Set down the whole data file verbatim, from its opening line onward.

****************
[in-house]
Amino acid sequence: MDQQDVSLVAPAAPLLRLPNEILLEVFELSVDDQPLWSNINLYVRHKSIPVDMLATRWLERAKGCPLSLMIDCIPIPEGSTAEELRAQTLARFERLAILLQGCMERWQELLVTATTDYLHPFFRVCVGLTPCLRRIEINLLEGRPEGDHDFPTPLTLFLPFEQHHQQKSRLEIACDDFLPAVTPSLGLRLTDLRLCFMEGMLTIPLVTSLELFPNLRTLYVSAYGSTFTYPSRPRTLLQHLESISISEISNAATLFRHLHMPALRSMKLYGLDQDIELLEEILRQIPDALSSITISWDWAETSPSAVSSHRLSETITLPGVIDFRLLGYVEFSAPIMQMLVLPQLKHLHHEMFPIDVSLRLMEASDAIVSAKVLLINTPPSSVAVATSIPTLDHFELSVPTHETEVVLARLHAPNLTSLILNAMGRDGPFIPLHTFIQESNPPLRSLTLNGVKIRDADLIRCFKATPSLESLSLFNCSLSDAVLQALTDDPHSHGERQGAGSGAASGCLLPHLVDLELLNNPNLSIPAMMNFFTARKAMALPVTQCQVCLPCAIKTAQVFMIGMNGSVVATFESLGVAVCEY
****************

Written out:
[in-house]
Amino acid sequence: MDQQDVSLVAPAAPLLRLPNEILLEVFELSVDDQPLWSNINLYVRHKSIPVDMLATRWLERAKGCPLSLMIDCIPIPEGSTAEELRAQTLARFERLAILLQGCMERWQELLVTATTDYLHPFFRVCVGLTPCLRRIEINLLEGRPEGDHDFPTPLTLFLPFEQHHQQKSRLEIACDDFLPAVTPSLGLRLTDLRLCFMEGMLTIPLVTSLELFPNLRTLYVSAYGSTFTYPSRPRTLLQHLESISISEISNAATLFRHLHMPALRSMKLYGLDQDIELLEEILRQIPDALSSITISWDWAETSPSAVSSHRLSETITLPGVIDFRLLGYVEFSAPIMQMLVLPQLKHLHHEMFPIDVSLRLMEASDAIVSAKVLLINTPPSSVAVATSIPTLDHFELSVPTHETEVVLARLHAPNLTSLILNAMGRDGPFIPLHTFIQESNPPLRSLTLNGVKIRDADLIRCFKATPSLESLSLFNCSLSDAVLQALTDDPHSHGERQGAGSGAASGCLLPHLVDLELLNNPNLSIPAMMNFFTARKAMALPVTQCQVCLPCAIKTAQVFMIGMNGSVVATFESLGVAVCEY